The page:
Ground penetrating radar (GPR) is widely used in archaeological prospection, allowing non-destructive high resolution 3D investigation of archaeological sites. The GPR data is frequently visualized as 2D time- or depth-slices extracted from a 3D data volume and also in form of isosurfaces. For the archaeological interpretation of the GPR data volumes Geographical Information Systems (GIS) provide powerful toolboxes. The paper presents an innovative GIS based approach for the archaeological interpretation of GPR data. This approach is based on the dynamic visualization and analysis of the data in GIS environment, combined with the creation of 3D digital models showing the virtual reconstruction of the located buried remains. The display of distinct depth slices in form of animated raster images as introduced by one of the authors in 1998 has become a standard and is increasingly applied to support GPR data interpretation. This dynamic way of visualisation allows for a better perception of the anomalies produced by the buried structures, and simplifies the detection of the main changes in the stratification. Nevertheless the animations are generally created outside the GIS environment, while the interpretation in GIS is often still conducted statically (turning the layers on and off, corresponding to the respective depth levels). In the present application the animated visualization of series of depth slices is created directly within the GIS project by using animation tools (layer animations as well as time animations) allowing for a more efficient data interpretation. The interactive graphical interpretation is conducted by using vector features (typically polygons) and by describing the archaeological structures by means of descriptive attributes documenting typology and relative chronology of the buried remains based on stratigraphic relations. The temporal data are used in order to display features dynamically in the fourth dimension according to different phases. The 3D interpretation is performed by extruding features in the ArcScene environment. Replacing them with textured 3D models offers a more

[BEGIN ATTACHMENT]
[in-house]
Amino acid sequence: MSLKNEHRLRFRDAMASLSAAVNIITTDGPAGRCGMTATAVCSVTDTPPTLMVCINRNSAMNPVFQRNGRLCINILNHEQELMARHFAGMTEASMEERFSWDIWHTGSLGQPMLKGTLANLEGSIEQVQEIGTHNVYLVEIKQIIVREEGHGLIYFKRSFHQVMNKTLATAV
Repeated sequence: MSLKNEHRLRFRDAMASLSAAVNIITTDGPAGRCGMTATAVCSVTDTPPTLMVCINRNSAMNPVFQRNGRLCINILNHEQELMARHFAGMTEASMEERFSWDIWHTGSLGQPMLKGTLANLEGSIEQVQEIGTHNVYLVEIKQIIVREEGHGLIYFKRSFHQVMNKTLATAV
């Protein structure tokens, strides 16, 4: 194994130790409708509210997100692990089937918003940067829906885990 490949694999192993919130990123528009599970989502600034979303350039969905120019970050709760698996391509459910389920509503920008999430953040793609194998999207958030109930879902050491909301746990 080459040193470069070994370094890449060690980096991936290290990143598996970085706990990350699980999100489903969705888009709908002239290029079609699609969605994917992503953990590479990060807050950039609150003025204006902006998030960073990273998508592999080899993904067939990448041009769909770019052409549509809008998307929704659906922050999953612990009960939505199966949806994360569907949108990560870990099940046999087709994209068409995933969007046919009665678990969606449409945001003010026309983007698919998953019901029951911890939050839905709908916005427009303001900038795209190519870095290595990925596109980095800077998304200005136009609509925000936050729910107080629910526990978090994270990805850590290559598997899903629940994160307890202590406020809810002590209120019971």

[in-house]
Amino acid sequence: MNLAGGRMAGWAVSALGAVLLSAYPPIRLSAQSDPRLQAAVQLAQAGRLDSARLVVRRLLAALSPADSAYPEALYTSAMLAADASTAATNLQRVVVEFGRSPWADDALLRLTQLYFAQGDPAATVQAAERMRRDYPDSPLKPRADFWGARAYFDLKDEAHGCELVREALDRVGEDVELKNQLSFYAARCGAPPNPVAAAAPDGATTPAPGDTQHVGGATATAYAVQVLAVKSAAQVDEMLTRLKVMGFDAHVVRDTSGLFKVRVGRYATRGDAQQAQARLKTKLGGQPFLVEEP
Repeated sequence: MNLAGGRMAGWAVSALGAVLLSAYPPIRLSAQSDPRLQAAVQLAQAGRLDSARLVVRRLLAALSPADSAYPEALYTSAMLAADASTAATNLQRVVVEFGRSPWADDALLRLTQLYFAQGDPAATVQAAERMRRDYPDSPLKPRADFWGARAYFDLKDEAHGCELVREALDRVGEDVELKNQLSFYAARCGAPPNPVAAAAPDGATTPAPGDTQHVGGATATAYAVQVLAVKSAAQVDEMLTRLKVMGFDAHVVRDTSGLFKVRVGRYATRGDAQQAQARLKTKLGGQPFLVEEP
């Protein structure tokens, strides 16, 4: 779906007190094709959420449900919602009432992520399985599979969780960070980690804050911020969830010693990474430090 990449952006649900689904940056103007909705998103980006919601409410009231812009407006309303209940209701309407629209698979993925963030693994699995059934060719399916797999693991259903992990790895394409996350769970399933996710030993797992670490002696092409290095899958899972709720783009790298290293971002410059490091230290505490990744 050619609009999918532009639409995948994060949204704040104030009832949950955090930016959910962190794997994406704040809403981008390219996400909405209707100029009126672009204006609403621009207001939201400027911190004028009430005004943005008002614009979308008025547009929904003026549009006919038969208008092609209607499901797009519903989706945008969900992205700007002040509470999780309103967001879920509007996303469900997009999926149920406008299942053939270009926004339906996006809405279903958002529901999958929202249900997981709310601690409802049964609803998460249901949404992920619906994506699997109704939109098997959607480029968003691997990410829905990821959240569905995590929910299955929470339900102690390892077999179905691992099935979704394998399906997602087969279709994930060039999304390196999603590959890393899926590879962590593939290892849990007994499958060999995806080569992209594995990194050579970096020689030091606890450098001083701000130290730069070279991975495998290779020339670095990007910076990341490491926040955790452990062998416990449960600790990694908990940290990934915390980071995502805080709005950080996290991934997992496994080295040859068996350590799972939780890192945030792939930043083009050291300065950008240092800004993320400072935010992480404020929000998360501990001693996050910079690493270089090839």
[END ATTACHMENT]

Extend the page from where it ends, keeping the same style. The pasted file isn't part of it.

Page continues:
realistic'' visualization of the buried structures. A more comprehensive 3D interpretation of the GPR data is also performed by integrating isosurface representations in addition to the sequence of depth slices in the 3D display environment. The animation of the interpretative 3D visualisations within ArcScene represents an attractive method for the further analysis and presentation of the data investigating the invisible cultural heritage’’ by means of a ``virtual dig’’. The application developed within ESRI ArcGIS is exemplified by the 3D archaeological interpretation of GPR data recently collected by the Ludwig Boltzmann Institute for Archaeological Prospection and Virtual Archaeology in cooperation with its partners at the test site of the Roman Town Carnuntum (Austria).